Founded in 1919, the Baytown refinery was originally operated by Humble Oil Co., which Exxon later swallowed. The Humble executives built themselves two-story ornate mansions across the street from the refinery that overlooks Upper San Jacinto Bay. Some Exxon Baytown executives still live in these houses that stick out amid the poor, mostly minority neighborhoods that surround the refinery.

The company is not only the town’s main employer but also the biggest taxpayer. Just how much power the company exercises in Baytown was evident in 1995. That was the year black sludge began oozing from the playground at G.W. Carver Elementary School. Exxon had donated the land to the school district in 1940. It turned out the school had been built on a festering well of Exxon toxins. The children were moved to another campus, and Exxon committed to clean up the site. But the company couldn’t promise that other contaminants wouldn’t eventually leak to the surface.

The school district appealed for help to the state’s environmental agency, which promptly told school officials to work out an agreement with Exxon. Baytown ISD threatened to sue, but the Baytown Chamber of Commerce persuaded school officials not to drag the district’s biggest property taxpayer into court. Eventually, the school district abandoned the land to Exxon and never received compensation. Says Anderson, the Houston activist, “It’s a company-owned town in the most literal sense.”

It’s likely that few residents of Baytown even knew that for 13 years Exxon had flouted clean air laws and polluted Baytown and the Houston region more than the law allowed. But in 2001, the federal government finally seemed poised to enforce the law and punish ExxonMobil for its actions. Under the Clean Air Act, the government can fine a polluter $25,000 each day it’s out of compliance. Exxon had allegedly broken the law for 13 years. Its punishment could cost the company as much as $100 million.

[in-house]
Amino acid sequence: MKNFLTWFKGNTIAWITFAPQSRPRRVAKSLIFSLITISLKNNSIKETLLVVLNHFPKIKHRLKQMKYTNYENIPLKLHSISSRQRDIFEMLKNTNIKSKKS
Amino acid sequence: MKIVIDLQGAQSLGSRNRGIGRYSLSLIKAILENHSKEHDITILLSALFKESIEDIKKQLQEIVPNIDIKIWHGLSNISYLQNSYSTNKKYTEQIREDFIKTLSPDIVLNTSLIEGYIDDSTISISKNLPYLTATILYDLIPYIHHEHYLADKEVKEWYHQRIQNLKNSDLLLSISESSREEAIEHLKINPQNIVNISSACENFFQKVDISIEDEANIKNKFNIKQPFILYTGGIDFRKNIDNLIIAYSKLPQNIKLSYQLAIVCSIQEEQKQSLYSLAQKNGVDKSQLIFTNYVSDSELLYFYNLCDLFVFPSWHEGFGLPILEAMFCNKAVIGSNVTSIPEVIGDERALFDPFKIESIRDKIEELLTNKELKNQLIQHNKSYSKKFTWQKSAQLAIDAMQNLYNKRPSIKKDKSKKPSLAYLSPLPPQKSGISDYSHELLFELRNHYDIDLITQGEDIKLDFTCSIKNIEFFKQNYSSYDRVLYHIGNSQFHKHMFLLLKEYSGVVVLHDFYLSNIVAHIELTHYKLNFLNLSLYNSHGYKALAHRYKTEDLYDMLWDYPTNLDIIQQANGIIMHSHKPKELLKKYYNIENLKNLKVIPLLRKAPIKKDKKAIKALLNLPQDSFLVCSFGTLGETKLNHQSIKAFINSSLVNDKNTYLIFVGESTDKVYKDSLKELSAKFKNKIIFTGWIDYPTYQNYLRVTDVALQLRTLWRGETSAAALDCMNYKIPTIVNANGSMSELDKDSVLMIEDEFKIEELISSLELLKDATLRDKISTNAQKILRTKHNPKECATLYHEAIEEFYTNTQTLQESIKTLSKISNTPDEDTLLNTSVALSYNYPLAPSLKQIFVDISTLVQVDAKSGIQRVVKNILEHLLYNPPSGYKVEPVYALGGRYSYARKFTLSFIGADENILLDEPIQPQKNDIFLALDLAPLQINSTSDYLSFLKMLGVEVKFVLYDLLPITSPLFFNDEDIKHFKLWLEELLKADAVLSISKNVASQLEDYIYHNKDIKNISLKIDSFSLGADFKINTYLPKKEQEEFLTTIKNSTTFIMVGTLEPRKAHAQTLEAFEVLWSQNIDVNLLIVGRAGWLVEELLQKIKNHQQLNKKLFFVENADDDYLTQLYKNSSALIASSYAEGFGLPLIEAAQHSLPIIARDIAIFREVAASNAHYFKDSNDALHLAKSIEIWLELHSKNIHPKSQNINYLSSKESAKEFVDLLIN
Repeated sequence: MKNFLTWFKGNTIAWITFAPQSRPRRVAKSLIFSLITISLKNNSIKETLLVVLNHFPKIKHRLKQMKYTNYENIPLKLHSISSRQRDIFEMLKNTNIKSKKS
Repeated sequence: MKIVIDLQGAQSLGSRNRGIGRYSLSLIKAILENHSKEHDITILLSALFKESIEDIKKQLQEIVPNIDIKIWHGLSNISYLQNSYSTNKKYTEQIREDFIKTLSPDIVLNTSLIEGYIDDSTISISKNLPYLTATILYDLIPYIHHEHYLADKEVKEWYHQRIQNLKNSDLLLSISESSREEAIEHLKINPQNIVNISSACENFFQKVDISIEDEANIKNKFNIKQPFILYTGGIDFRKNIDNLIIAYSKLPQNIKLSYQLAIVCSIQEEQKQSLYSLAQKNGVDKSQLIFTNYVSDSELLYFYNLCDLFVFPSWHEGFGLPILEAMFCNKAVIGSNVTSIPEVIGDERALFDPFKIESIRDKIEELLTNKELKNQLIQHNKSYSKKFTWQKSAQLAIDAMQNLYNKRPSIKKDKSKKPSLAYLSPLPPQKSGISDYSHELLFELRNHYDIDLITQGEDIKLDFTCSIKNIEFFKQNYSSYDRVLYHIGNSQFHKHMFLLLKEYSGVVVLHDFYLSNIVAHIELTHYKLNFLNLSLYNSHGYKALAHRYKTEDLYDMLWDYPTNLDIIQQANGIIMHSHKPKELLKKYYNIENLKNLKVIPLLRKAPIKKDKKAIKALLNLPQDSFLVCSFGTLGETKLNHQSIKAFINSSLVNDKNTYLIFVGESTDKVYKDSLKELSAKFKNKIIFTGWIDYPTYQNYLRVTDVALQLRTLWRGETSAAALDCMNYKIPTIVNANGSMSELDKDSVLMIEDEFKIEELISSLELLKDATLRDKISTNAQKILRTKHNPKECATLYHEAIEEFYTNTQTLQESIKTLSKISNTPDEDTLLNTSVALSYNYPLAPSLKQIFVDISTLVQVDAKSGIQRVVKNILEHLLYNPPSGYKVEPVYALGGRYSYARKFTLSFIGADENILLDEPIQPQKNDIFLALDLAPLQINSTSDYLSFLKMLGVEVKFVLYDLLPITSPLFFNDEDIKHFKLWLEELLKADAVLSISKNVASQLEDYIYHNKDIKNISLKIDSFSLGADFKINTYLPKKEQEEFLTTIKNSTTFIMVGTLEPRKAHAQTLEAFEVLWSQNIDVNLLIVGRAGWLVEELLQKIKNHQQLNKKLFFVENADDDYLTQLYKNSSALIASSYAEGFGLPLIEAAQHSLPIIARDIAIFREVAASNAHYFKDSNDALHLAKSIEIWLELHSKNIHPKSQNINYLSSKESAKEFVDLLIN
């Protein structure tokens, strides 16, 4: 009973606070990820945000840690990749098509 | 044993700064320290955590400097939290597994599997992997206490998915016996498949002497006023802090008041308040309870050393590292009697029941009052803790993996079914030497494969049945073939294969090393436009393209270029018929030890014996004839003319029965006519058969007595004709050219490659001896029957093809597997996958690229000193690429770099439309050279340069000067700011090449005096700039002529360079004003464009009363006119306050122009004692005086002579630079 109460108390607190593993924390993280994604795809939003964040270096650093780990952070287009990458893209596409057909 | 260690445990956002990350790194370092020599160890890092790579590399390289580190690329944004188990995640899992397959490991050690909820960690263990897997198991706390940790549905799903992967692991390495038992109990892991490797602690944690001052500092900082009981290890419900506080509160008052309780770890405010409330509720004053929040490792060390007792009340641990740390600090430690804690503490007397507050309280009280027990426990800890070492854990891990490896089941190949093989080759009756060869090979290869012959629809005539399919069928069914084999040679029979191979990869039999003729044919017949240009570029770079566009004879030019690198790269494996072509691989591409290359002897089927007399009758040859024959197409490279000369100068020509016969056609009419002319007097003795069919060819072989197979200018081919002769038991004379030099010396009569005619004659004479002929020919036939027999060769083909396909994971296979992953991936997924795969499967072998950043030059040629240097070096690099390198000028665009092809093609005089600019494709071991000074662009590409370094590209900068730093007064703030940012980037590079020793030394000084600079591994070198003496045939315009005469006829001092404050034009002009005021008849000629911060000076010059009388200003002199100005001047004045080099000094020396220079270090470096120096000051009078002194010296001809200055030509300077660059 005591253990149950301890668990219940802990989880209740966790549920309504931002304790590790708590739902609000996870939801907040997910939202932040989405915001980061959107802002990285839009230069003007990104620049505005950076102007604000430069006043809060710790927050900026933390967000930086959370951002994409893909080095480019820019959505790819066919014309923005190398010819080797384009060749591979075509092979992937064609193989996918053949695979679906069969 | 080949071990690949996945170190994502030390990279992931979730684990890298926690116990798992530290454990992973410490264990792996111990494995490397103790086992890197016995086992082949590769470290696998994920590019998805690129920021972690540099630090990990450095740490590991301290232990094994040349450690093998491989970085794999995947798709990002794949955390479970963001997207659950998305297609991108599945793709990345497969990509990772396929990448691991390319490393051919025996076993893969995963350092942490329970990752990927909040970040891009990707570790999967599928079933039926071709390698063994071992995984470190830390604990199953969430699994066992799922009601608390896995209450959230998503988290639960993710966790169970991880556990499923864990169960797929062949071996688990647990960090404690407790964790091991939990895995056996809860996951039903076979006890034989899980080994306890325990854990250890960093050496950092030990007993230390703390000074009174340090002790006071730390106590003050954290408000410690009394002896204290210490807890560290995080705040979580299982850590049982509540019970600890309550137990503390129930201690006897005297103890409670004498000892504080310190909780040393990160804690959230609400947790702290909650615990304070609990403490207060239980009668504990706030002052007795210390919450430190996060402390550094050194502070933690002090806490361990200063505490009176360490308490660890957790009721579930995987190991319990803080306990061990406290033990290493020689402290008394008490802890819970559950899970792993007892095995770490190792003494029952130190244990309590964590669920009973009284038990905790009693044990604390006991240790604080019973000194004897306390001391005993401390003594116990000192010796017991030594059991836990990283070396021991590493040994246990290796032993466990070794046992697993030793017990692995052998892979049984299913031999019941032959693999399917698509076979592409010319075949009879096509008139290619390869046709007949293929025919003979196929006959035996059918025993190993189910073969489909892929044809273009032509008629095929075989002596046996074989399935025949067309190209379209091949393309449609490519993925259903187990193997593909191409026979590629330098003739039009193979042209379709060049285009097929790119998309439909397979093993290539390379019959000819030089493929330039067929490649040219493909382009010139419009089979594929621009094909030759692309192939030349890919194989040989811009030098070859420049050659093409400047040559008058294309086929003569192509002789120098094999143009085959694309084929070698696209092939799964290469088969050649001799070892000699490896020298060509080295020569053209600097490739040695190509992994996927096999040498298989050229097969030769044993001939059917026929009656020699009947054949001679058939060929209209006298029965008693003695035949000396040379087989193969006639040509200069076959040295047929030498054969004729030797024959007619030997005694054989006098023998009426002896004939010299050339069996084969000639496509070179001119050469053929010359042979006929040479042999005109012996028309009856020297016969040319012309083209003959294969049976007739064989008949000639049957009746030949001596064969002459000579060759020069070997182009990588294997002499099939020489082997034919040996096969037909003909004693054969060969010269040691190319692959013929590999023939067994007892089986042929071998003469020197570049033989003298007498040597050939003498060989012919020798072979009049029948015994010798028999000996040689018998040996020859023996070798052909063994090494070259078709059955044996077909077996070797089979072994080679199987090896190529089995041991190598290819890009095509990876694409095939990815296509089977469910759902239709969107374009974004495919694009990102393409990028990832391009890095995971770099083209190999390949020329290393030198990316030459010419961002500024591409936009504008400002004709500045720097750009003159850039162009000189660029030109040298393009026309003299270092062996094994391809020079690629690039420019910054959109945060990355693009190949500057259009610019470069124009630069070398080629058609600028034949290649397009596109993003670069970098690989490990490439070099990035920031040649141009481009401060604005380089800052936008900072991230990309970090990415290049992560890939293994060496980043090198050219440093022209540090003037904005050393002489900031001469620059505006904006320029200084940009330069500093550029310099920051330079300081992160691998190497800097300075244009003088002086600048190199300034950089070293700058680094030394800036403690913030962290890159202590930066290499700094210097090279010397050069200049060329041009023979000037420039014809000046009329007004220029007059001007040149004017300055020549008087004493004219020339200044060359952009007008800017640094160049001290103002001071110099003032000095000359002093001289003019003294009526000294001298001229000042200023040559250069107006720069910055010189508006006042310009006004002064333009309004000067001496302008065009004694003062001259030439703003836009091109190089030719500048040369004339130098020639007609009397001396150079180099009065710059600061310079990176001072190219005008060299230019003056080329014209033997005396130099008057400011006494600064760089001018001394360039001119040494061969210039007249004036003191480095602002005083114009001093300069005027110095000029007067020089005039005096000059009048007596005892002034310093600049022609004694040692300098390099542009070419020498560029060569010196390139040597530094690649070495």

On January 20, 2001, however—the day after it received the notice of violation from the EPA—ExxonMobil’s fortunes changed, with George W. Bush’s inauguration. The energy industry had donated lavishly to Bush’s campaign. And ExxonMobil did its part. Though it contributed only $5,285 directly to the Bush-Cheney campaign, ExxonMobil gave $1.2 million to Republican candidates in the 2000 election cycle, according to federal campaign finance records. That ranked ExxonMobil as the Republican Party’s second biggest benefactor among energy companies (Enron was No. 1).